The Torso pathway specifies cell fate by inducing target gene expression. Two of the best-known Torso target genes are tailless (tll) and huckebein (hkb), which encode nuclear hormone receptor and zinc-finger transcription factors, respectively (Pignoni et al., 1990; Weigel et al., 1990). In the embryonic posterior, Torso signaling induces the expression of tll and hkb, specifying the posterior terminal cell fates. In the anterior region, however, the combined activities of Torso and the anterior morphogen Bicoid determine the proper formation of the head (reviewed by Schmidt-Ott, 2001; Ephrussi and St. Johnston, 2004). Thus, the correct specification of terminal cell fates depends on developmentally controlled activation of the Torso signaling pathway, the participation of additional factors/pathways, and the developmental history of the cell nuclei.

IDENTIFICATION OF TORSO

  1. Top of page
  2. Abstract
  3. INTRODUCTION
  4. IDENTIFICATION OF TORSO
  5. TORSO IS A TYPE III RTK WITH A SPLIT TYROSINE KINASE DOMAIN
  6. GENETIC STUDIES OF TORSO SIGNALING
  7. COMPONENTS OF THE TORSO PATHWAY
  8. HOW DOES TORSO TRANSDUCE SIGNALS?
  9. OTHER INTRACELLULAR PATHWAYS MEDIATING TORSO SIGNALING
  10. TURNING OFF TORSO SIGNALING
  11. BIOLOGICAL FUNCTIONS OF THE TORSO PATHWAY
  12. PERSPECTIVES
  13. Acknowledgements
  14. REFERENCES

After fertilization, the early Drosophila embryo undergoes 13 rapid synchronous nuclear divisions without cytokinesis, resulting in a syncytium, with a single cell body encompassing all of the nuclei (Bate and Martinez Arias, 1993; Campos-Ortega and Hartenstein, 1997). Each synchronous nuclear division cycle takes only 10 min on average. At the end of the 13th cycle, cellularization takes place, resulting in a cellular blastoderm. By this stage, all cells have acquired positional coordinates according to their spatial localization in the embryo.

It had been postulated that the first steps of pattern formation and cell fate specification of a multicellular organism are determined by morphogen gradients that are set up by asymmetrical localization of maternal gene products in the early syncytium (Wolpert, 1996). Nusslein-Volhard and Wieschaus sought to identify systematically, by genetic screens, the maternal-effect genes required for patterning the Drosophila embryo (Schupbach and Wieschaus, 1986; Nusslein-Volhard et al., 1987). These genes encode products that are synthesized in the ovary of the mother and are directly deposited into the oocyte. One of the genes identified in these screens was torso.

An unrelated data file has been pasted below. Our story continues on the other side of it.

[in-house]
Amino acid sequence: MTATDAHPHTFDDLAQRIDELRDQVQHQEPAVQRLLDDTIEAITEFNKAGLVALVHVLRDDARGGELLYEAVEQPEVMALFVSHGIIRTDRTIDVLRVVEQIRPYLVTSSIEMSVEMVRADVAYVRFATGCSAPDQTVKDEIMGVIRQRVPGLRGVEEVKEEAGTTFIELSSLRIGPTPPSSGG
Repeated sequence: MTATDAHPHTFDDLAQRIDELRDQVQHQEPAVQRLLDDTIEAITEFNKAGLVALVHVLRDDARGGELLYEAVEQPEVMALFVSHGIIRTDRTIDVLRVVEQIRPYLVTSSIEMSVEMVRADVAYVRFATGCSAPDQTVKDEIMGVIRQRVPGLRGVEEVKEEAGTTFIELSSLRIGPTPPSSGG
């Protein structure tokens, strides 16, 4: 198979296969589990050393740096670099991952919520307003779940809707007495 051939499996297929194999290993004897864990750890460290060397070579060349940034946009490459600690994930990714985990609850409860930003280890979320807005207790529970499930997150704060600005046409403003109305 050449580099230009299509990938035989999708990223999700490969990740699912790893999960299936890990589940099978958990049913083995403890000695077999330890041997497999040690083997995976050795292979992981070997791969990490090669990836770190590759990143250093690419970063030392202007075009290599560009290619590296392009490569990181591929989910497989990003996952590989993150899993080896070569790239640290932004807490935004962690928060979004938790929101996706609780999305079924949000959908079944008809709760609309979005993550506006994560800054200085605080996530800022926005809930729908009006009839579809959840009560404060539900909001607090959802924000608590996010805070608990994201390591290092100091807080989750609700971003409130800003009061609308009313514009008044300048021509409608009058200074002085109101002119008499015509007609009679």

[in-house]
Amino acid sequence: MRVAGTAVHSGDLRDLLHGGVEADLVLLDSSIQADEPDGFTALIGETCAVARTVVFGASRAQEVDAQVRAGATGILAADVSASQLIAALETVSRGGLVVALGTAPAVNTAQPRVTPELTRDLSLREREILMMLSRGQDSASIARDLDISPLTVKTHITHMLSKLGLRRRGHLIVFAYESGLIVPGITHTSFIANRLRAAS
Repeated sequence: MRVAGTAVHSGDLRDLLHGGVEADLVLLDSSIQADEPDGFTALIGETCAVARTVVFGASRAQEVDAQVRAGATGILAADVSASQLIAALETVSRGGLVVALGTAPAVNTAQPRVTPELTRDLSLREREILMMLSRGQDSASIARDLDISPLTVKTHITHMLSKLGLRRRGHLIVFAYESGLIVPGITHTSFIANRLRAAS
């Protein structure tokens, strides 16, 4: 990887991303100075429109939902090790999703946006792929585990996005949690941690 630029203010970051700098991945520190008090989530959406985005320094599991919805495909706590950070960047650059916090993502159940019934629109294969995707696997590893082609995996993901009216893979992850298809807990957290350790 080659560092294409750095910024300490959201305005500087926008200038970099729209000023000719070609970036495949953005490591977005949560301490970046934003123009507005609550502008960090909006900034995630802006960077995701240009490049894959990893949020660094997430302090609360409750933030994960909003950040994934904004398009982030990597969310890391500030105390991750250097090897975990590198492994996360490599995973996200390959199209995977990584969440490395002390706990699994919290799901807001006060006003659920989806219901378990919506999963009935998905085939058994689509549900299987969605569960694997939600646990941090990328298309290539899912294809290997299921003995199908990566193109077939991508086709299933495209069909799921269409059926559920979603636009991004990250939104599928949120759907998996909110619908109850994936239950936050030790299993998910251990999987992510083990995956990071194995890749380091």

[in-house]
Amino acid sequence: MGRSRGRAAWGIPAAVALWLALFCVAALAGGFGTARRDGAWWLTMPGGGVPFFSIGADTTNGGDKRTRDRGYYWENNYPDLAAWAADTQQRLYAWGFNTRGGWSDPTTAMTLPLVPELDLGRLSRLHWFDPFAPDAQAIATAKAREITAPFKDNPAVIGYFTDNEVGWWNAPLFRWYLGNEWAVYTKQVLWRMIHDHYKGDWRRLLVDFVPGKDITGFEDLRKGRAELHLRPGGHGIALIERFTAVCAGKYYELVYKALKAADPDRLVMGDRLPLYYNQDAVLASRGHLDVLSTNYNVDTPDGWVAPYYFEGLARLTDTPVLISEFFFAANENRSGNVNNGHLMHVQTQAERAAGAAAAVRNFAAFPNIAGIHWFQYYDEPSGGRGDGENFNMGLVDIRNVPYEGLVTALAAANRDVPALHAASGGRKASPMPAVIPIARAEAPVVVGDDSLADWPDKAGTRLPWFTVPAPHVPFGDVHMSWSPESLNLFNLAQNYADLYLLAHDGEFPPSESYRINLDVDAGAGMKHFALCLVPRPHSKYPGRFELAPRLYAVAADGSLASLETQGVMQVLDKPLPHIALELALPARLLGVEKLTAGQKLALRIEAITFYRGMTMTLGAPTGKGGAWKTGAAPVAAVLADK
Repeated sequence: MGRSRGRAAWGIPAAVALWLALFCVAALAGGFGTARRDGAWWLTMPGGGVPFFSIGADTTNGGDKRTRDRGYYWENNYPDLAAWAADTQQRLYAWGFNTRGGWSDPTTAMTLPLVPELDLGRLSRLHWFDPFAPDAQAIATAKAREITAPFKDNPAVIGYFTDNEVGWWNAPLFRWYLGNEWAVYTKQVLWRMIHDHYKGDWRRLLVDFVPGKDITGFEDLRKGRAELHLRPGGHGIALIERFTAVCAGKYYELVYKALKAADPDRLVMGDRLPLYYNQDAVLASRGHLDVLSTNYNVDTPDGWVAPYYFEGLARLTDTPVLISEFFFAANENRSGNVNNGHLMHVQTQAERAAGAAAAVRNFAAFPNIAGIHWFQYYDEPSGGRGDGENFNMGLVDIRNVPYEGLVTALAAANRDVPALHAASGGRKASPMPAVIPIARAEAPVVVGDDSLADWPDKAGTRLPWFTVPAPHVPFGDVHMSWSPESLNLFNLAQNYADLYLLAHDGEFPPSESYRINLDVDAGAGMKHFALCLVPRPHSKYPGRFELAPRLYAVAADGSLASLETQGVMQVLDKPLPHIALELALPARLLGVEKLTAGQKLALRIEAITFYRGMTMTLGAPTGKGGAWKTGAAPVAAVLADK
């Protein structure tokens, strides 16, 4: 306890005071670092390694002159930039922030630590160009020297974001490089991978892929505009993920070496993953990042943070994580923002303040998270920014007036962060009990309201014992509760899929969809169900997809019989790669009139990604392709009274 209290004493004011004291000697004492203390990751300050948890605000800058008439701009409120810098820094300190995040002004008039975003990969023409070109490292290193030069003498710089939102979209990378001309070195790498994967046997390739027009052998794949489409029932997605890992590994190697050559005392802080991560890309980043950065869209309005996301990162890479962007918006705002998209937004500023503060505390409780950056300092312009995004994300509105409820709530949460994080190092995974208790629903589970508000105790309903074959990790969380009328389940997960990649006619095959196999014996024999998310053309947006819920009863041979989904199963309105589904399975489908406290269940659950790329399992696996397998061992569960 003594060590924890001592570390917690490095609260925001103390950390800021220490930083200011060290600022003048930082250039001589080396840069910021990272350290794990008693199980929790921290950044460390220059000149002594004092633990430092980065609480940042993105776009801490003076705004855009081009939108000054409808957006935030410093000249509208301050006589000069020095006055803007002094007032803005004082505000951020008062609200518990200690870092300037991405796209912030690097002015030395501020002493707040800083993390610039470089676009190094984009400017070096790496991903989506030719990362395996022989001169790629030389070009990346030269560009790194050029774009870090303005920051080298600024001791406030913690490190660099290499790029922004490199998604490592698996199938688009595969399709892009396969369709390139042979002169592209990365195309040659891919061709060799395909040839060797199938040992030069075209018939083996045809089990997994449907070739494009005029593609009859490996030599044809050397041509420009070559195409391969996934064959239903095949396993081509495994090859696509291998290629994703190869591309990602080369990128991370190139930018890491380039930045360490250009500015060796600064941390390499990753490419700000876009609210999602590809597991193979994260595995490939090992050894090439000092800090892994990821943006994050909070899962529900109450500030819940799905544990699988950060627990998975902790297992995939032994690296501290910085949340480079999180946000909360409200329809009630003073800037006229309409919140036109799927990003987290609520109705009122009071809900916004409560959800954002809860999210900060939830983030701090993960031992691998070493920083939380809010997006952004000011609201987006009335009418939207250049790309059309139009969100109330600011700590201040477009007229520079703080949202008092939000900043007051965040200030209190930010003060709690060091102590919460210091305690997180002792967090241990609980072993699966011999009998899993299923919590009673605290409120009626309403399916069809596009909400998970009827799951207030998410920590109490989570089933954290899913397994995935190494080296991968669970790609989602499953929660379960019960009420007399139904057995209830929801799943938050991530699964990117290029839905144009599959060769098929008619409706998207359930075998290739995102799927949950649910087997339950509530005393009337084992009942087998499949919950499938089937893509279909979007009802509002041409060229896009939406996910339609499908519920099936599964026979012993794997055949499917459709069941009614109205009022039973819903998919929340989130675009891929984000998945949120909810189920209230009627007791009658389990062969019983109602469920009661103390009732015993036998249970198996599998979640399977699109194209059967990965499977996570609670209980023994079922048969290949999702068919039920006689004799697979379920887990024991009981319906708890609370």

Genetic screens designed to isolate mutations affecting embryonic patterning identified three groups of maternal genes whose functions are essential for specifying cell fates along the anterior/posterior axis and another group specifying fates along the dorsal/ventral axis of the embryo (reviewed by St. Johnston and Nusslein-Volhard, 1992; Nusslein-Volhard, 2004) (Ephrussi and St. Johnston, 2004). Genes of the Bicoid group control pattern formation of the anterior region, including part of the head and the thorax. The Nanos group specifies cell fates in the abdominal region. The nonsegmented regions of the tail and part of the head are controlled by the Torso, or terminal, group of genes. The fourth group of maternal genes, the dorsal class, is essential for dorsoventral patterning. Together these four groups of maternal gene products act in the early embryo to define four sets of positional coordinates and, thus, begin to establish the body plan of the animal (reviewed by St. Johnston and Nusslein-Volhard, 1992; Nusslein-Volhard, 2004; Ephrussi and St. Johnston, 2004).

As expected for a maternal gene, torso homozygous mutant flies are perfectly viable, but the females lay eggs that exhibit gross patterning defects—they are missing the head and tail structures, hence the name torso. Mutations in other members of the terminal group genes show similar embryonic patterning defects: the embryos exhibit normal patterning of central structures but are missing tissues derived from the acron and telson (Duffy and Perrimon, 1994). In Drosophila, the acron refers to the anterior structures including the labrum and head skeleton. The telson includes the last (eighth) abdominal segment, posterior spiracles, Filzkörper, and Malphigian tubules (Fig. 1).